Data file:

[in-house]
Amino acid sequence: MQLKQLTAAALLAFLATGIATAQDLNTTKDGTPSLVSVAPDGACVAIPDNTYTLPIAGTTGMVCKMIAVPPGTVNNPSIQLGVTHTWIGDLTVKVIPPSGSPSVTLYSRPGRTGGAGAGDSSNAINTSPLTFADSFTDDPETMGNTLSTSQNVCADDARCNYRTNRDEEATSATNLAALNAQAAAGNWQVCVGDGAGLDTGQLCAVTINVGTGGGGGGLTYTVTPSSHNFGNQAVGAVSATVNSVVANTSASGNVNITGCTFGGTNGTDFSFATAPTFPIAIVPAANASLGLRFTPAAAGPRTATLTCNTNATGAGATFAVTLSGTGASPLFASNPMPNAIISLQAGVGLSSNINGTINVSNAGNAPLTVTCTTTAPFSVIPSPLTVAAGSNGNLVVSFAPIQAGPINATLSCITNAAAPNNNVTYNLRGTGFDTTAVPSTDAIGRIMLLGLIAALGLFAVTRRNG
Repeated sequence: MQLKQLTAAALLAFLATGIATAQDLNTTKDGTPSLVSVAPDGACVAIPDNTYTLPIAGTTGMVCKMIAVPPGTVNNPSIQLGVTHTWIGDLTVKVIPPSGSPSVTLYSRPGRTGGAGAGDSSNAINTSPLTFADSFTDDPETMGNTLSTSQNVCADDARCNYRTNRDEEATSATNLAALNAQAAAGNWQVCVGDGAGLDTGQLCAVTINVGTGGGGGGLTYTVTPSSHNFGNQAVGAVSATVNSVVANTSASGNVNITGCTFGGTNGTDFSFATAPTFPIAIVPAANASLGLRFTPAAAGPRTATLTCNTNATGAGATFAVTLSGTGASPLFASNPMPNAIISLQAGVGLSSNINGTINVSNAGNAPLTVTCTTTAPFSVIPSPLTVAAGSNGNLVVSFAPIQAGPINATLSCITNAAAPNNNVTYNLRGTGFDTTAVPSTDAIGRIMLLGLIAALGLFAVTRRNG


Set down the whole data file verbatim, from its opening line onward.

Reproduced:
[in-house]
Amino acid sequence: MQLKQLTAAALLAFLATGIATAQDLNTTKDGTPSLVSVAPDGACVAIPDNTYTLPIAGTTGMVCKMIAVPPGTVNNPSIQLGVTHTWIGDLTVKVIPPSGSPSVTLYSRPGRTGGAGAGDSSNAINTSPLTFADSFTDDPETMGNTLSTSQNVCADDARCNYRTNRDEEATSATNLAALNAQAAAGNWQVCVGDGAGLDTGQLCAVTINVGTGGGGGGLTYTVTPSSHNFGNQAVGAVSATVNSVVANTSASGNVNITGCTFGGTNGTDFSFATAPTFPIAIVPAANASLGLRFTPAAAGPRTATLTCNTNATGAGATFAVTLSGTGASPLFASNPMPNAIISLQAGVGLSSNINGTINVSNAGNAPLTVTCTTTAPFSVIPSPLTVAAGSNGNLVVSFAPIQAGPINATLSCITNAAAPNNNVTYNLRGTGFDTTAVPSTDAIGRIMLLGLIAALGLFAVTRRNG
Repeated sequence: MQLKQLTAAALLAFLATGIATAQDLNTTKDGTPSLVSVAPDGACVAIPDNTYTLPIAGTTGMVCKMIAVPPGTVNNPSIQLGVTHTWIGDLTVKVIPPSGSPSVTLYSRPGRTGGAGAGDSSNAINTSPLTFADSFTDDPETMGNTLSTSQNVCADDARCNYRTNRDEEATSATNLAALNAQAAAGNWQVCVGDGAGLDTGQLCAVTINVGTGGGGGGLTYTVTPSSHNFGNQAVGAVSATVNSVVANTSASGNVNITGCTFGGTNGTDFSFATAPTFPIAIVPAANASLGLRFTPAAAGPRTATLTCNTNATGAGATFAVTLSGTGASPLFASNPMPNAIISLQAGVGLSSNINGTINVSNAGNAPLTVTCTTTAPFSVIPSPLTVAAGSNGNLVVSFAPIQAGPINATLSCITNAAAPNNNVTYNLRGTGFDTTAVPSTDAIGRIMLLGLIAALGLFAVTRRNG